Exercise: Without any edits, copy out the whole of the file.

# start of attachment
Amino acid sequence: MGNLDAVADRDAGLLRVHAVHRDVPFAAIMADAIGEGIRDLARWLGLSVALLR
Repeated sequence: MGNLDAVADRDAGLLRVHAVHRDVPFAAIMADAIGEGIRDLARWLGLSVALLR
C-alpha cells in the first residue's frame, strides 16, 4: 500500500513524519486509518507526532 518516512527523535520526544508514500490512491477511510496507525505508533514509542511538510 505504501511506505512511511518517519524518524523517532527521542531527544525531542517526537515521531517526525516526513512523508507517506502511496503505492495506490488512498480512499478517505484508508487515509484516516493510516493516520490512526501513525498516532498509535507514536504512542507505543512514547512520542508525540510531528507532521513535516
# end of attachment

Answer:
Amino acid sequence: MGNLDAVADRDAGLLRVHAVHRDVPFAAIMADAIGEGIRDLARWLGLSVALLR
Repeated sequence: MGNLDAVADRDAGLLRVHAVHRDVPFAAIMADAIGEGIRDLARWLGLSVALLR
C-alpha cells in the first residue's frame, strides 16, 4: 500500500513524519486509518507526532 518516512527523535520526544508514500490512491477511510496507525505508533514509542511538510 505504501511506505512511511518517519524518524523517532527521542531527544525531542517526537515521531517526525516526513512523508507517506502511496503505492495506490488512498480512499478517505484508508487515509484516516493510516493516520490512526501513525498516532498509535507514536504512542507505543512514547512520542508525540510531528507532521513535516